THE CONCRETE BRIDGE MAGAZINE

Summer 2019

ASPIRE is a quarterly magazine published by PCI in cooperation with the associations of the National Concrete Bridge Council. The editorial content focuses on the latest technology and key issues in the Concrete Bridge Industry.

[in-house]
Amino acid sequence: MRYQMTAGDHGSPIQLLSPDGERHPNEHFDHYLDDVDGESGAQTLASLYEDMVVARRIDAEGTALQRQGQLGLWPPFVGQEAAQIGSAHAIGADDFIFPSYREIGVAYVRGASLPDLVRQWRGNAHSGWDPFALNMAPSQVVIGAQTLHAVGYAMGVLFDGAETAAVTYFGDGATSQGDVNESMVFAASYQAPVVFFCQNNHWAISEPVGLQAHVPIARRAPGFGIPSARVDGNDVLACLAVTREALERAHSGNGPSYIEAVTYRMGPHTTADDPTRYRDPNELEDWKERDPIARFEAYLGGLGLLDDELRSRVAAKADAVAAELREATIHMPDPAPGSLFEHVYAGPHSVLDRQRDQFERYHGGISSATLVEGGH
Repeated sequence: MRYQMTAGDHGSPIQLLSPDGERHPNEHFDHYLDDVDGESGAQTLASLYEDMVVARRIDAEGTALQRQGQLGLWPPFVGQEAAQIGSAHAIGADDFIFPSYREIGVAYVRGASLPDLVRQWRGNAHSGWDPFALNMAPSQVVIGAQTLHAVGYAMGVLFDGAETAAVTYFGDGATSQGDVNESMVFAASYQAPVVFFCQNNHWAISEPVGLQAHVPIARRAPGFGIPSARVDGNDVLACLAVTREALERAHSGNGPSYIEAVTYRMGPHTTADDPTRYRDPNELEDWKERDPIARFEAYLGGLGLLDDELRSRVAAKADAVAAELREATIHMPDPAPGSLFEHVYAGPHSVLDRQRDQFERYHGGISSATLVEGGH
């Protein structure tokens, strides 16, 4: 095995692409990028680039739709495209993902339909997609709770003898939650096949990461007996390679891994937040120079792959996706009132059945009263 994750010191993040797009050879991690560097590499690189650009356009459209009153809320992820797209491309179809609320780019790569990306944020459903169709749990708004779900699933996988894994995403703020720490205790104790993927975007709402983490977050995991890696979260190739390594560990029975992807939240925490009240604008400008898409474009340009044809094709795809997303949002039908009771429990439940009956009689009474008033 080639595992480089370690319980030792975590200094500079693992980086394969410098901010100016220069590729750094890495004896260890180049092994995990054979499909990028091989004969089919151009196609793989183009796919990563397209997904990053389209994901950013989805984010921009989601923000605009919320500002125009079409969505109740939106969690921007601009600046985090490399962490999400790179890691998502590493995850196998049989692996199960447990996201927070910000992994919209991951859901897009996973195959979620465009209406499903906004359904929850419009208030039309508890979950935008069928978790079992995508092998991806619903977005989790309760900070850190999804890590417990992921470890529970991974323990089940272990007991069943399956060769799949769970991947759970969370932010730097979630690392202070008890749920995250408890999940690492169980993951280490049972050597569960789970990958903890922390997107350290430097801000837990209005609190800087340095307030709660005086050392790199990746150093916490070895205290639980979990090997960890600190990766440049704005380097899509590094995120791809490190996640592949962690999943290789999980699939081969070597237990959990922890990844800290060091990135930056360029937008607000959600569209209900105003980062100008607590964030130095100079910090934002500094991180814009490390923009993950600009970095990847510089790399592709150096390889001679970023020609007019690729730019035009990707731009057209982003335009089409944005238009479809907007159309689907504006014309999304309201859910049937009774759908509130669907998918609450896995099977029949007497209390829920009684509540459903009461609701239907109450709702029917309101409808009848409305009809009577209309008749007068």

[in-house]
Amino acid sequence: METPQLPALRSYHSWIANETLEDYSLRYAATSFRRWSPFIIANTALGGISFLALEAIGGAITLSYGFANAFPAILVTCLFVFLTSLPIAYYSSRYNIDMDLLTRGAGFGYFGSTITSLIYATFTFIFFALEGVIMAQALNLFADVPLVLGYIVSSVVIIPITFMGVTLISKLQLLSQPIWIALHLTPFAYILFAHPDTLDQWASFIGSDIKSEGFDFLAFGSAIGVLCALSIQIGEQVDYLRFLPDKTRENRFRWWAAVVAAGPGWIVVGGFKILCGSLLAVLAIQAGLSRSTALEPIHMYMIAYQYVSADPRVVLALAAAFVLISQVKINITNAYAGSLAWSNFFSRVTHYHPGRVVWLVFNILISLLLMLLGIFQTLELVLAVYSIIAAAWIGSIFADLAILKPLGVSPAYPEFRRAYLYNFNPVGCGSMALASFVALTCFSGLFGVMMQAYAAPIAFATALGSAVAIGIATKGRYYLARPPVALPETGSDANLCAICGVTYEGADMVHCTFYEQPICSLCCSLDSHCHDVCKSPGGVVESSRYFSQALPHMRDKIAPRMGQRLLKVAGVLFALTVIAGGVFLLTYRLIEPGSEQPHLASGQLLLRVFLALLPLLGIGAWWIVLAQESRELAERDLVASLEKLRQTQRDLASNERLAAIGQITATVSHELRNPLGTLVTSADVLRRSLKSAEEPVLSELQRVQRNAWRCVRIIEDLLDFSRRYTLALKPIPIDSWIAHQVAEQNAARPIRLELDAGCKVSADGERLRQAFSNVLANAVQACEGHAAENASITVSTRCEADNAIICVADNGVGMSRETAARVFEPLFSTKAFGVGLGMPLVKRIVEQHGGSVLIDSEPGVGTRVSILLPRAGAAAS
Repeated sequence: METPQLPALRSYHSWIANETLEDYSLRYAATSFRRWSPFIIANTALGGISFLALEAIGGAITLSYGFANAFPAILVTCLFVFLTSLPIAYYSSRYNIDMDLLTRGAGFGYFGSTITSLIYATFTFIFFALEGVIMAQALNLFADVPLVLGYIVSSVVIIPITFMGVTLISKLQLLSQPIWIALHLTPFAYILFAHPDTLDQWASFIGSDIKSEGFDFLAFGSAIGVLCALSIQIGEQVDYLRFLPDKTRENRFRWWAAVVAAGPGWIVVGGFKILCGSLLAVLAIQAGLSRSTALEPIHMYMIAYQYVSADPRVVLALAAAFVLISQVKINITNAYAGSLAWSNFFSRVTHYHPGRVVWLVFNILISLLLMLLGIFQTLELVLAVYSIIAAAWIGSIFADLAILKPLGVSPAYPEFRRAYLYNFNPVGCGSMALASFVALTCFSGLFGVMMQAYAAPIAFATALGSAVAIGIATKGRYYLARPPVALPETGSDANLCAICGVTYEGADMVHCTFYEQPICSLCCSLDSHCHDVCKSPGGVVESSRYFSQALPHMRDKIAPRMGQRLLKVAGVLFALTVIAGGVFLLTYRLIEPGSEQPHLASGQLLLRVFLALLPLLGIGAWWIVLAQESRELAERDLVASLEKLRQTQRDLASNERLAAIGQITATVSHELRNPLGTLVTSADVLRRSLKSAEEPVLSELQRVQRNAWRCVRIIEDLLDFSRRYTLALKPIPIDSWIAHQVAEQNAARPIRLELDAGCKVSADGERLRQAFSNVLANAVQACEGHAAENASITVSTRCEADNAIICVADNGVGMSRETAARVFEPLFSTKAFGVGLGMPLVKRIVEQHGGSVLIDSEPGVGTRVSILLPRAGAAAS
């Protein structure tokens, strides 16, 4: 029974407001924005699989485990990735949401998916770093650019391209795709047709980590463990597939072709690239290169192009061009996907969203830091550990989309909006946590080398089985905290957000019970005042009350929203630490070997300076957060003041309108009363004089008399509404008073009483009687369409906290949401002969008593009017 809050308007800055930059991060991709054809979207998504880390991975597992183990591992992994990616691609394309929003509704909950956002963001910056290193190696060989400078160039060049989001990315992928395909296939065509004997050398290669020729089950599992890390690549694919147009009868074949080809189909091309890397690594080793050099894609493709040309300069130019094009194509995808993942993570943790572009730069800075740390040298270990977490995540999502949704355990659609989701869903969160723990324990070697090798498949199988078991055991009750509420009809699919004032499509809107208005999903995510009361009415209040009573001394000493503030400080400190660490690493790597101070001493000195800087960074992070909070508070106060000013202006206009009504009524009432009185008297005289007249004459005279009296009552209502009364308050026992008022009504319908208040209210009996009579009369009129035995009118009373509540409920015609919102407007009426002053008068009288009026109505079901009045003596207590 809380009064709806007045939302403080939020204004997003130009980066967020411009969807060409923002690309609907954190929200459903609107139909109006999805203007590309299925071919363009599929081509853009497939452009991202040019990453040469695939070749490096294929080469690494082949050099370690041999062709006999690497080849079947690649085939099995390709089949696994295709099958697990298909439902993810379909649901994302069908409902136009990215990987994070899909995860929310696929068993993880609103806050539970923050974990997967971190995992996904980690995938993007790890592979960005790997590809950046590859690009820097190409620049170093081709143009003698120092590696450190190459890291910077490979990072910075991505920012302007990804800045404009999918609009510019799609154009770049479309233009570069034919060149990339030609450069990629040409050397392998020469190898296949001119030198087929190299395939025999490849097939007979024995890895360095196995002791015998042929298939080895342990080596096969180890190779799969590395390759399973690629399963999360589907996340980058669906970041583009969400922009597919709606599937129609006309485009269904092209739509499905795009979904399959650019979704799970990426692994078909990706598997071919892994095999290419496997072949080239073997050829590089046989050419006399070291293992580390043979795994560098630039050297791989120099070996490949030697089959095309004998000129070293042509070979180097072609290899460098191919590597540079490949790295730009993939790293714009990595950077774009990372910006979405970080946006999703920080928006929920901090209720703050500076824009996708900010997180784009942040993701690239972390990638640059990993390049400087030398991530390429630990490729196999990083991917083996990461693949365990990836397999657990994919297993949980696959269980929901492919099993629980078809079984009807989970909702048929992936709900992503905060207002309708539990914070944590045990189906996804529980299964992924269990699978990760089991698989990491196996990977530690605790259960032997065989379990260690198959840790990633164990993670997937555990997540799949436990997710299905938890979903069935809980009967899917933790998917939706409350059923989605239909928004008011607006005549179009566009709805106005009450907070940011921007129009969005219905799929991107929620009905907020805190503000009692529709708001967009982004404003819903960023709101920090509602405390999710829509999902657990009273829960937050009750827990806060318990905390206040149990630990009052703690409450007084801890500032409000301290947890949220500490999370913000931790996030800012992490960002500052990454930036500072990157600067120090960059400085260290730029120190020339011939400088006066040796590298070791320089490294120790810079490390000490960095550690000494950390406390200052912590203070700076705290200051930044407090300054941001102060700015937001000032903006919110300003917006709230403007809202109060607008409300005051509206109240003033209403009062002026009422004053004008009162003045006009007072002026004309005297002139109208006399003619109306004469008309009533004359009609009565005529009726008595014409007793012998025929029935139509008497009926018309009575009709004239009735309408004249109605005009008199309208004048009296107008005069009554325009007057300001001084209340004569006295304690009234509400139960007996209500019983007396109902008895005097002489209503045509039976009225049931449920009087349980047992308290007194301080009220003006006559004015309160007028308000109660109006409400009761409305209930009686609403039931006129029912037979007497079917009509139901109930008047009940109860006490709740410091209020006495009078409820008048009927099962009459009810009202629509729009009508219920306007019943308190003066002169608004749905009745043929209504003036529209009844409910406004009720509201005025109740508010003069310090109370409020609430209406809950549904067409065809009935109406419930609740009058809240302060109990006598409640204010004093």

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ASPIRE Summer 2019 | 39 C O N C R E T E B R I D G E T E C H N O L O G Y by Dr. Ayman M. Okeil and Marco Canales, Louisiana State University; Dr. Mohsen Shahawy, SDR Engineering; and Jenny Fu, Louisiana Department of Transportation and Development Ouachita River Bridge /RXLVLDQD·V7HVW%HGIRU/LQN6ODEV This article describes a research project to evaluate a simplified continuity detail that is now adopted in the recently released revision 8 of the Louisiana Department of Transportation's LaDOTD Bridge Design and Evaluation Manual (BDEM). 1 The new detail calls for a continuous deck slab over the joint between the ends of simply supported prestressed concrete girders, 2 which is different from the previous standard detail in which girder ends from adjacent spans were embedded in a continuity diaphragm after a bond breaker was applied to allow for relative movement. The simplified detail discussed here i s a l s o di f f er e n t f ro m t h e d e t a il recommended in National Cooperative Highway Research Program Report 519, 3 in which full continuity is achieved by extending positive moment reinforcement into continuity diaphragms. The latter detail was employed on another LaDOTD project. 4 Several states have adopted similar simplified details, which may be referred to as "link slabs"; however, there is no consensus on a rational design for this type of detail, and its behavior in service is not yet fully understood. LaDOTD used the Ouachita River Bridge as a test project to evaluate the performance of several variations of the link-slab detail and the older continuity-diaphragm detail. Ouachita River Bridge Project The new Ouachita River Bridge carries Louisiana Highway 8 over the Ouachita River at Harrisonburg, La. It has a clear roadway width of 44 ft and consists of 20 spans with a total length of 3275 ft. All spans, except for the three-span main unit crossing the river, have a typical cross section consisting of American Association of State Highway and Transportation Officials (AASHTO) bulb- tee (BT-72) prestressed concrete girders supporting an 8.5-in.-thick slab. There are three types of units: the typical unit has two 135 ft continuous spans (270 ft); one unit has four continuous 135 ft spans (540 ft); and there is a single 135 ft simply supported span. Design variations, such as continuity details, numbers of spans per unit, link-slab reinforcement materials (stainless steel versus mild steel bars), and crack control details, were used at different locations. Two diaphragm details were used at interior supports of continuous units: Detail I for "floating" units, which are not fixed to bents, and Detail II for "anchored" units, which, when required, are tied to a bent by reinforcement extending into the full- depth diaphragm. A 1 3 6 - s e n s o r s t r u c t u r a l h e a l t h - monitoring sys tem was ins talled to assess performance of the different details. Strains, displacement, rotations, and ambient environmental conditions Configuration of approach spans for the new Ouachita River Bridge. Note: E = expansion bearing, F = fixed bearing. The type of link-slab detail (I or II) used at each interior bent is also indicated. Figure: Dr. Ayman Okeil.

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